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On a completely different note, it’s Minnesota Hockey Day and my son just left to play in a hockey tournament, in weather under 10 degrees.

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I feel safer here inside with my L-pyroglutamic acid, phenylalanine and big cup of hot coffee.

Son gave me a hug goodbye; I handed him a protein bar and said, “Bye…have fun…make them be nice to you.”
No, Mama,” he said with a smile.

I praise you, for I am fearfully and wonderfully made. Wonderful are your works; my soul knows it very well. Psalm 139:14

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Photo Credits:

Dose JuiceThato Lehoko

Pixabay

{ 7 Questions }

I received a list of thoughtful questions from a dear one.

Answering these questions might be an excellent end-of-year exercise to rouse my sluggish brain cells out of their post-Christmas sugar stupor!

So…here goes.

(If you also would like some brain exercise, feel free to answer one of the questions ~ post your answer in the comment area below!)

Happy 2019.

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  1. If the last year could be summed up in one word, what would it be? Doors. Doors are pathways to growth, discovery and change. There were subtle but real changes in our family; new job opportunities, new friendships, and new “life tributaries” that occurred in our growing young adult children.   They are blossoming into their own persons.  This is hard sometimes for a mother.  I must bite my tongue when older children don’t automatically mimic our parental ideals. God is molding them uniquely; they have brains, prayers and dreams of their own.
  2. What are two or three major themes that kept occurring? Change. Reality. Release.
  3. What did I accomplish this year that I am most proud of? Small internal victories, like: Holding my tongue at the exact right time. Deciding to wait and listen before reacting. Asking another question instead of responding emotionally.  Ignoring a perceived offense rather than retaliate with a sarcastic / witty comeback. Choosing faith instead of worry.  (These might seem like itsy bitsy successes hardly worthy of mentioning, and they might have only happened once or twice in all of the 365 days of 2018. But to me, they seemed to be larger accomplishments than completing an Ironman triathlon….)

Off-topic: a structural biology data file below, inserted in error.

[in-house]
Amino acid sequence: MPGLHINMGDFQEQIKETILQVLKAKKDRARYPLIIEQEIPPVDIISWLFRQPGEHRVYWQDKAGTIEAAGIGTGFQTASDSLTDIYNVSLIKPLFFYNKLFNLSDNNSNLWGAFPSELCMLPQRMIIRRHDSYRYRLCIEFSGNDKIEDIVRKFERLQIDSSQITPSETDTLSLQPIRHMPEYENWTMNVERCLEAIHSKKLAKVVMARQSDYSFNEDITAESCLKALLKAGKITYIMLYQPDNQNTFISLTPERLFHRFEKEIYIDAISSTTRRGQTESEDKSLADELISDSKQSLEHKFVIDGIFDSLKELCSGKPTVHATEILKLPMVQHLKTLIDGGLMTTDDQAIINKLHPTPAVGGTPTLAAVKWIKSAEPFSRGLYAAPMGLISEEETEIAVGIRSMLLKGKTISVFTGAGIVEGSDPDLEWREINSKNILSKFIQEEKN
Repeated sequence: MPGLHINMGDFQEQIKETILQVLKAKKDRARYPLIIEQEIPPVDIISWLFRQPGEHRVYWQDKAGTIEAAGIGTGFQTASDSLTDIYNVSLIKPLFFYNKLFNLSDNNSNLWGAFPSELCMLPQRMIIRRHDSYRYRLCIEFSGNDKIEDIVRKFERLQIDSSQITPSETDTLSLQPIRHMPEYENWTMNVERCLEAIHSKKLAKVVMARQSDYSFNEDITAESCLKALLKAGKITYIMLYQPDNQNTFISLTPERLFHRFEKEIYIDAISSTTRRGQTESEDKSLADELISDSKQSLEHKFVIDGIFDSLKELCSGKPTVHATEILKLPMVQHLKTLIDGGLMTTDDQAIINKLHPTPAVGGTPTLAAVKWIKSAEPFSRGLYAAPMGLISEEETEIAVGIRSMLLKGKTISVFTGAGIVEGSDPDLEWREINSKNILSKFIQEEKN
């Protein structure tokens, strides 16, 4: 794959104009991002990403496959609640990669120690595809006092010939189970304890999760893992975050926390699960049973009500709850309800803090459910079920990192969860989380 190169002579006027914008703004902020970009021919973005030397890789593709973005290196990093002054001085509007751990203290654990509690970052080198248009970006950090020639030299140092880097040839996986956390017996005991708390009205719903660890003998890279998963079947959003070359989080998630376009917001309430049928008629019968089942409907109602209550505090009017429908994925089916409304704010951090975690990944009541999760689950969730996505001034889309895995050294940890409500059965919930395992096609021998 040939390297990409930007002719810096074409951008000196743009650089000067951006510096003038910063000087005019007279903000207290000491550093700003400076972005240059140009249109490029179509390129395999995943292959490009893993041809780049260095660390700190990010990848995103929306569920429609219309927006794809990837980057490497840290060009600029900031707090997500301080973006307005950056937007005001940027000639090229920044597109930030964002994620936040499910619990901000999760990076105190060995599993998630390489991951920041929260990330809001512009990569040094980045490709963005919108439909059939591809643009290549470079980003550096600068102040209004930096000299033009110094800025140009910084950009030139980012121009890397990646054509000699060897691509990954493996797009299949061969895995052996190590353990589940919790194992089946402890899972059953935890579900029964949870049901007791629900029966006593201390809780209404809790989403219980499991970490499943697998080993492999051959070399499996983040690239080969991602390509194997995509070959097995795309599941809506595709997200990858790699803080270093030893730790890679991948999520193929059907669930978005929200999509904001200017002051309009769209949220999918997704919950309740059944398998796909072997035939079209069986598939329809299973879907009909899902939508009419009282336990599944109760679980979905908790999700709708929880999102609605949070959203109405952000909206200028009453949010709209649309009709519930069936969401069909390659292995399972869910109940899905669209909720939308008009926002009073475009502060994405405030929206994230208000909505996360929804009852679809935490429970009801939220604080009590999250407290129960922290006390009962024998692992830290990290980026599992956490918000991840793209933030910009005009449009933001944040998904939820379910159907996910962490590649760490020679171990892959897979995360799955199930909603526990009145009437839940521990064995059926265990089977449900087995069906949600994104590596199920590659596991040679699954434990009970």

4. What do I feel I should have been acknowledged for, but wasn’t? Hmmm….I will think about this one…or maybe I shouldn’t dig around to find something?
  5. What disappointments or regrets did I experience this year? Spending time doing unimportant, useless, time-wasting things.
  6. What was missing from my year as I look back? Nothing that I can think of. 
  7. What were some major life lessons I learned this year? Time passes faster than I think it can or want it to.  

So teach us to number our days
    that we may get a heart of wisdom. Psalm 90:12

Photo credit:Josh Riemer

Questions adapted from Lore Wilbert ~  http://www.sayable.net/about/ 

{ Untamed & Dangerous }

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The tongue.  That fiery, kind, brutal, life-giving, encouraging, poisonous puppet.  It doesn’t do the damage on its own; there’s a mysterious channel that runs from the heart and brain, looking for a way to get out. So, the tongue obliges, spilling its venom, or healing balm — whichever the heart dictates.